Saturday, September 01, 2007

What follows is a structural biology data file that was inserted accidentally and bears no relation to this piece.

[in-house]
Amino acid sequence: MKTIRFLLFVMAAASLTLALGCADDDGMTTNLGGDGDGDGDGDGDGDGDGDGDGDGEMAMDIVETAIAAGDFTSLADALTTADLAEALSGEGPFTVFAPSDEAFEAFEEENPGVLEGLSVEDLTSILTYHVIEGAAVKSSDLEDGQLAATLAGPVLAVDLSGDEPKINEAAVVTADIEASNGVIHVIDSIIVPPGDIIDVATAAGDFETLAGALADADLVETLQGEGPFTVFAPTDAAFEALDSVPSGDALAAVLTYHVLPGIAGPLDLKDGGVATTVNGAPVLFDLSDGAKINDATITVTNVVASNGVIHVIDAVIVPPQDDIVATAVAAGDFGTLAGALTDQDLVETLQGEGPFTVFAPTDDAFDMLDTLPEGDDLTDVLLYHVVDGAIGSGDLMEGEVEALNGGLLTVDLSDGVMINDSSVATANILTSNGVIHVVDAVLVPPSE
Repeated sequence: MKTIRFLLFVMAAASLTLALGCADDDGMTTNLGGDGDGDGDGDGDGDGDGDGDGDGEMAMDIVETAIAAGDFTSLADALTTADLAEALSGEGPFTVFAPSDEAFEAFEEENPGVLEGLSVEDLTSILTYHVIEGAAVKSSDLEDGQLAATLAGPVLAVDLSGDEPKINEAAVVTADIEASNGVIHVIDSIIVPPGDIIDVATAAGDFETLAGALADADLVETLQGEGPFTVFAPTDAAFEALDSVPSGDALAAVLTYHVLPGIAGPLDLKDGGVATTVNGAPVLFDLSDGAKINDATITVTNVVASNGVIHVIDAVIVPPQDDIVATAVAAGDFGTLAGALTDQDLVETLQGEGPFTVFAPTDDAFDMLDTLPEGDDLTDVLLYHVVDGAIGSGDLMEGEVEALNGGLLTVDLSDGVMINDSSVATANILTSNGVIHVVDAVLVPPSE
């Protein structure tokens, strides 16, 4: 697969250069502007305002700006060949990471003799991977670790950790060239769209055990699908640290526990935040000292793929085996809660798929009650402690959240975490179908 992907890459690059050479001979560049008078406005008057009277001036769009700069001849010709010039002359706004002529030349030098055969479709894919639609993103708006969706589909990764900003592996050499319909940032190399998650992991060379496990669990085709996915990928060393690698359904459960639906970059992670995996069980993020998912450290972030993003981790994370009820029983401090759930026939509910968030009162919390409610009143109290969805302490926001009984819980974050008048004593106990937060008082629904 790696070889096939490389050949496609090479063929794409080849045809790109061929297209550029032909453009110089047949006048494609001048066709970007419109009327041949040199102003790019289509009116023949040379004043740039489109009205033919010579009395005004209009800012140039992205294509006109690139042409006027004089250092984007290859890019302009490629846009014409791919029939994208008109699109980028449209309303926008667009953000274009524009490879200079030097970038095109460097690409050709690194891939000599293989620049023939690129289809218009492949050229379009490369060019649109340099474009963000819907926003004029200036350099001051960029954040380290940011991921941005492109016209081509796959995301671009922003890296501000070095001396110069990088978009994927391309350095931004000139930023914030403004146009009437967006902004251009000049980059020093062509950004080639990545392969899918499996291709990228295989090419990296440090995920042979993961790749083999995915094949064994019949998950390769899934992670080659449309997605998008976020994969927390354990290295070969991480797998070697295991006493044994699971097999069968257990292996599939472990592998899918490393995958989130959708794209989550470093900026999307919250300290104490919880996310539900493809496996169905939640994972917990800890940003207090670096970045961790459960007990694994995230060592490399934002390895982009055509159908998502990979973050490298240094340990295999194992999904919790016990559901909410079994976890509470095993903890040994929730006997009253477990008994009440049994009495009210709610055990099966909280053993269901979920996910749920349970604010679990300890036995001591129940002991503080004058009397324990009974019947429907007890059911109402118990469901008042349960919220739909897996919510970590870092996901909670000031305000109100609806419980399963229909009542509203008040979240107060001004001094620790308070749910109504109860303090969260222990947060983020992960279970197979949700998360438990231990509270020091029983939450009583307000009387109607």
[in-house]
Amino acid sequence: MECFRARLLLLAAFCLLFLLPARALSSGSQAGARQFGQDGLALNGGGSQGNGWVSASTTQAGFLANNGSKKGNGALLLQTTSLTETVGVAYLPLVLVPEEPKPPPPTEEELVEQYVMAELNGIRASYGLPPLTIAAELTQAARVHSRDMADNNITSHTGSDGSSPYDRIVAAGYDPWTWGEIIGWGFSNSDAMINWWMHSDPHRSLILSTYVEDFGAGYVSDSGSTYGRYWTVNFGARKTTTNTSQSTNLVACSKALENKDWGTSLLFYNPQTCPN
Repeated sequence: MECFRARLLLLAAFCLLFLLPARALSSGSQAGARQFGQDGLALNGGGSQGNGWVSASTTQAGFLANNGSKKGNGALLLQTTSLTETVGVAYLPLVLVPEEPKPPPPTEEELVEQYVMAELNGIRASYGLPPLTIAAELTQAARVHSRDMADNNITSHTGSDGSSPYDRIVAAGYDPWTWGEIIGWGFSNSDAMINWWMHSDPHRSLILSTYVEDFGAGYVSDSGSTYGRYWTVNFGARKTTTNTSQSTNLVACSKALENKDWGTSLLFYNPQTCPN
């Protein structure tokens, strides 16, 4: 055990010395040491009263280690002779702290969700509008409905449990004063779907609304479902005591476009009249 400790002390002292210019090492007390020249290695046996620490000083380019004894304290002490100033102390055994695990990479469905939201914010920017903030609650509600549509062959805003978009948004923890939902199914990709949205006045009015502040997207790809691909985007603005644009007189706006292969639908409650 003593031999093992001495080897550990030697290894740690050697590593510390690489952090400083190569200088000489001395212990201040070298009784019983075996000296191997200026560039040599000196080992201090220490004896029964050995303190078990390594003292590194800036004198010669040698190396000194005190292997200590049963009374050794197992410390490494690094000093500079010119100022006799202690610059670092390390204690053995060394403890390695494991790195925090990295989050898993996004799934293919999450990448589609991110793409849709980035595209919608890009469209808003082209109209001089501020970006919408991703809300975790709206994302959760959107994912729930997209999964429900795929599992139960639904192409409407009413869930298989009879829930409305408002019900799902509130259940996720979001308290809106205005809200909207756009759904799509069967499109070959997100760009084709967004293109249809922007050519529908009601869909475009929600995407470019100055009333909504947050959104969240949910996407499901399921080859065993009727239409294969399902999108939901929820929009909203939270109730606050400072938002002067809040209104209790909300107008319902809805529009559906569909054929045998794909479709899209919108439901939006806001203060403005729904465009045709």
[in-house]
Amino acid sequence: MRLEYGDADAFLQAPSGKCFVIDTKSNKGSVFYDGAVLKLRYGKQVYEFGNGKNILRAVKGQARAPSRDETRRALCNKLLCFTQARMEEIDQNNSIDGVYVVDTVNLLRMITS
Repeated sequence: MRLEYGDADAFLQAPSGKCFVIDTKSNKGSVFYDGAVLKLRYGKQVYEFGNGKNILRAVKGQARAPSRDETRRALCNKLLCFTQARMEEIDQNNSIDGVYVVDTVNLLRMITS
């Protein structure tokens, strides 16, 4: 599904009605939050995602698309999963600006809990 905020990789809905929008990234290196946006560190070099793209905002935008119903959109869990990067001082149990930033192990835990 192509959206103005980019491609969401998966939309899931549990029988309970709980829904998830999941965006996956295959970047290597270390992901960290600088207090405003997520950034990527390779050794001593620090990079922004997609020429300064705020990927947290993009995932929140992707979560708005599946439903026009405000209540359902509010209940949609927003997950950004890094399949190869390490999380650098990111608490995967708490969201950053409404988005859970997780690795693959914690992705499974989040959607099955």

Kanye West